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ARS Home » Northeast Area » Beltsville, Maryland (BARC) » Beltsville Agricultural Research Center » Systematic Entomology Laboratory » Research » Publications at this Location » Publication #307793

Research Project: SYSTEMATICS OF BEETLES IMPORTANT TO AGRICULTURE, LANDSCAPE PLANTS, AND BIOLOGICAL CONTROL

Location: Systematic Entomology Laboratory

Title: Catalog of known immature stages of Camptosomate leaf beetles (Coleoptera: Chrysomelidae: Cryptocephalinae and Lamprosomatinae)

Author
item Chaboo, Caroline - University Of Kansas
item Chamorro, Lourdes
item Scholler, M. - Biological Institute, Germany

Submitted to: ZooKeys
Publication Type: Peer Reviewed Journal
Publication Acceptance Date: 1/5/2016
Publication Date: 5/27/2016
Citation: Chaboo, C.S., Chamorro, M.L., Scholler, M.E. 2016. Catalog of known immature stages of Camptosomate leaf beetles (Coleoptera: Chrysomelidae: Cryptocephalinae and Lamprosomatinae). ZooKeys. 118(2):150-217.

Interpretive Summary: Leaf beetles are among the most important insects for U.S. agriculture. Many are serious pests, feeding on crops and destroying valuable plants, particularly during the larval stages; others are important biological control agents that can be used to control unwanted weeds. This works summarizes the known immature stages of case-bearing chrysomelids of 367 species. The catalog covers the world fauna, and reviews eggs, larvae, and pupae, host plants, distribution, host ants (for those species associated with ants), and insect parasitoids. This contribution should stimulate efforts to discover more immatures stages and to document all life stages towards improving biological information of these two groups of leaf beetles. This publication will be useful to biological control workers, taxonomists, ecologists, conservation biologists, coleopterists, morphologists and those interested in plant-feeding beetles.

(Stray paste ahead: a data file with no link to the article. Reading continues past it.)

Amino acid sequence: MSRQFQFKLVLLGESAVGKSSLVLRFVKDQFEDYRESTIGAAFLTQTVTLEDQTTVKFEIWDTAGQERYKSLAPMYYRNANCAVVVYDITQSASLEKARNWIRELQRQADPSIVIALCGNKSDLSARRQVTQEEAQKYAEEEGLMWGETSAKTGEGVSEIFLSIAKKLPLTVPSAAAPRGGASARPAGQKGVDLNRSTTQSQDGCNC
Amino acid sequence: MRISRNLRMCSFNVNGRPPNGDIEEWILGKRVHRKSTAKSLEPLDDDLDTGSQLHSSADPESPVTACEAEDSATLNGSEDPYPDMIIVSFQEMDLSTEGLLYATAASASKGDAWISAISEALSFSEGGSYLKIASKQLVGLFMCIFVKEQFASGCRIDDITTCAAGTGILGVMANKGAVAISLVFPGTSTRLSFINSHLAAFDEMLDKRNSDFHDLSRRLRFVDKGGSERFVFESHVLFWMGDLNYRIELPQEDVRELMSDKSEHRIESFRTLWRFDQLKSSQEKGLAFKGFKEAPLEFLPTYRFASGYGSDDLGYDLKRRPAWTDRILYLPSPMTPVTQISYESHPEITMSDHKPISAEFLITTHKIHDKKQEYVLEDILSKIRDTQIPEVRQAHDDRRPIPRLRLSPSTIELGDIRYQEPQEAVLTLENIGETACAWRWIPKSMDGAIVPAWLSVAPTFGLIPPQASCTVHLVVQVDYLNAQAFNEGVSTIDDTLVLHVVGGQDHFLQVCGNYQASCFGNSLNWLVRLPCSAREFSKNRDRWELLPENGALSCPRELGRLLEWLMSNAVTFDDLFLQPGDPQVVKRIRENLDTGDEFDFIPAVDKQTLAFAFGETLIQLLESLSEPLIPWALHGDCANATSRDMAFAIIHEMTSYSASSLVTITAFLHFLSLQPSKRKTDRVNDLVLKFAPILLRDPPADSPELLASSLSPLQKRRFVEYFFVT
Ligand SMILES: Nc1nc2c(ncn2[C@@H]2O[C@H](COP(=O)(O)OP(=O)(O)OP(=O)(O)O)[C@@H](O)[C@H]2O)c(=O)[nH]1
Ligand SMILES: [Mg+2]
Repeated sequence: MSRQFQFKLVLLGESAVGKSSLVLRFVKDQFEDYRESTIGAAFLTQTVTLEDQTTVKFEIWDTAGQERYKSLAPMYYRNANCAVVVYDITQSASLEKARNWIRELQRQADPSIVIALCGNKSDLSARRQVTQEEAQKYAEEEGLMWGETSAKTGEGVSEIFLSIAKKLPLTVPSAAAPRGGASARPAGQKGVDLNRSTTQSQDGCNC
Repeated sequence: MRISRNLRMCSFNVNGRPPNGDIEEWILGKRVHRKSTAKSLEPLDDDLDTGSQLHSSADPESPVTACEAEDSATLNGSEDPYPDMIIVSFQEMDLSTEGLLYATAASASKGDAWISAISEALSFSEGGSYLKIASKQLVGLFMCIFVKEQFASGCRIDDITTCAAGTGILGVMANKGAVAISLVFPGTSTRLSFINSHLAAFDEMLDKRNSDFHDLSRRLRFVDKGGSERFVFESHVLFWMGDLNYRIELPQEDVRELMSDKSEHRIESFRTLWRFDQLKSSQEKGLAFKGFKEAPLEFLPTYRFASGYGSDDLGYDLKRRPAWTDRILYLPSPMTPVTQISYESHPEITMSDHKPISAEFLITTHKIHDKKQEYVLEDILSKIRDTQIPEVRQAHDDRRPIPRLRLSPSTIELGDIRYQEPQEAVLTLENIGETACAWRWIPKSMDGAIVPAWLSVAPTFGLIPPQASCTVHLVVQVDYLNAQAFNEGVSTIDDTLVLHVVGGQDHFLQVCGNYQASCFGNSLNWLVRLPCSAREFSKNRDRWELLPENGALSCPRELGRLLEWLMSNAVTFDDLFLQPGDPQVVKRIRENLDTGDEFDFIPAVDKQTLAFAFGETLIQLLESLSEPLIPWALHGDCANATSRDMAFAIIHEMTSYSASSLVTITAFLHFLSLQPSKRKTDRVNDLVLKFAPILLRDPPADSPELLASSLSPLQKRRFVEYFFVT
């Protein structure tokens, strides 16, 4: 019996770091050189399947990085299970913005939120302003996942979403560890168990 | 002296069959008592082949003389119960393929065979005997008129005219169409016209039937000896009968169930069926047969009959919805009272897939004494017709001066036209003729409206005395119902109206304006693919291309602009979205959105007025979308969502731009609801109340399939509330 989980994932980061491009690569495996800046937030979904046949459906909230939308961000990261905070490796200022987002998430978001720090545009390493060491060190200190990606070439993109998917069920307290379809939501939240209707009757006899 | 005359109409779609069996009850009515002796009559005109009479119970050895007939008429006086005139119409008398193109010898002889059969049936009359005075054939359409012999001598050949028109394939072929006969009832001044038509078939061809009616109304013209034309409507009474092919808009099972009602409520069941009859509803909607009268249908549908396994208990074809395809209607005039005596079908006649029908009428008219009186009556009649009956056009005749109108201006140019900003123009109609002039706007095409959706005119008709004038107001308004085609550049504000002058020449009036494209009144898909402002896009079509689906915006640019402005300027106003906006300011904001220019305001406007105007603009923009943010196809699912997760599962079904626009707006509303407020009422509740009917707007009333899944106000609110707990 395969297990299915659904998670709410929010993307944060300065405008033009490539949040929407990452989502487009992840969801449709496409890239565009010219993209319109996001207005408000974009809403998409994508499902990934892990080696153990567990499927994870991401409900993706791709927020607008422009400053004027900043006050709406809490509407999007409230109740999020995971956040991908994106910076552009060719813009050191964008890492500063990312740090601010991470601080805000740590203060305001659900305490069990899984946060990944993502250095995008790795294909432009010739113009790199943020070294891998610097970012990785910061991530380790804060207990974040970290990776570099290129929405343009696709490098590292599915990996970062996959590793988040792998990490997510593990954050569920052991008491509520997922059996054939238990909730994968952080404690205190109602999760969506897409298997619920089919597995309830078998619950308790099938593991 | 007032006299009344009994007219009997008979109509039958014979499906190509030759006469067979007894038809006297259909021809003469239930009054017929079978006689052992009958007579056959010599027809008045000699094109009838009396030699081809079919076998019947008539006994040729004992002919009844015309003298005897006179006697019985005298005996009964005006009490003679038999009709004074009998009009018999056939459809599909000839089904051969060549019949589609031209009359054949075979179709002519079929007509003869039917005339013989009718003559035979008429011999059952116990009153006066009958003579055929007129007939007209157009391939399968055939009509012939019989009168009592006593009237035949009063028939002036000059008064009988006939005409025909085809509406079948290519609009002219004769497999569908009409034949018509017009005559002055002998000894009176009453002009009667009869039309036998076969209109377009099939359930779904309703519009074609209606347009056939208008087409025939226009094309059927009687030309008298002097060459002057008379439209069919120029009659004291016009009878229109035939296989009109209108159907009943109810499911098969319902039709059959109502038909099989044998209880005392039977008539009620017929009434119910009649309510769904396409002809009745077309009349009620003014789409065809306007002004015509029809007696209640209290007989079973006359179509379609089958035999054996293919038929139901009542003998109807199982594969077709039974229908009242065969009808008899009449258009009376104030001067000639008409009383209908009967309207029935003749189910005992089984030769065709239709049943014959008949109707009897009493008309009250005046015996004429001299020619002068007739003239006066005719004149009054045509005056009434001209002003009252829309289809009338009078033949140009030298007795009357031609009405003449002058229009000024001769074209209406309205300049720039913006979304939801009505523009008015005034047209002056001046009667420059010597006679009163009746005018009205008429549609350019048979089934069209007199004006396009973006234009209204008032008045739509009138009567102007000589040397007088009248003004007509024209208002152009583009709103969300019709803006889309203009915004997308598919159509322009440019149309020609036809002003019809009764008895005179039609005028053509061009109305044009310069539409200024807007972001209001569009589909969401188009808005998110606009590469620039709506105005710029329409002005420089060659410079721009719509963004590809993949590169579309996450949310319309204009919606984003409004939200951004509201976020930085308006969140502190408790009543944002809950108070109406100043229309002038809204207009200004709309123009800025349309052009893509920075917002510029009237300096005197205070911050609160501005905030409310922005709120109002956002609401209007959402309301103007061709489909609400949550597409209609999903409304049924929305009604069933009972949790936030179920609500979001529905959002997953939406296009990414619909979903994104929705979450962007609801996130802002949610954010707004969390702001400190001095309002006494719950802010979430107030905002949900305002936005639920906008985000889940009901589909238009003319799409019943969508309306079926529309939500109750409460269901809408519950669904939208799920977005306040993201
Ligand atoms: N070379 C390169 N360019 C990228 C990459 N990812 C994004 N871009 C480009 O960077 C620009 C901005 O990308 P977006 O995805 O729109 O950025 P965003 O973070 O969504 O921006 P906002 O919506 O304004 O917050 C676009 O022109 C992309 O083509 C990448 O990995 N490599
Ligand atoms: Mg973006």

Technical Abstract: Lack of syntheses of knowledge on immature stages of insects impedes accurate understanding of their diversity, biology and evolution. In Chrysomelidae, this information gap undermines basic explanations of this lineage’s radiation. Literature describing and discussing known immature stages of case-bearing chrysomelids of 354 species of Cryptocephalinae Gyllenhal and 13 species of Lamprosomatinae Lacordaire is catalogued. The catalog covers the world fauna, and reviews eggs, larvae, and pupae, host plants, distribution, host ants (for myrmecophiles), and insect parasitoids. This contribution should stimulate efforts to discover more immatures stages and to document all life stages towards improving biological information of these two clades of leaf beetles.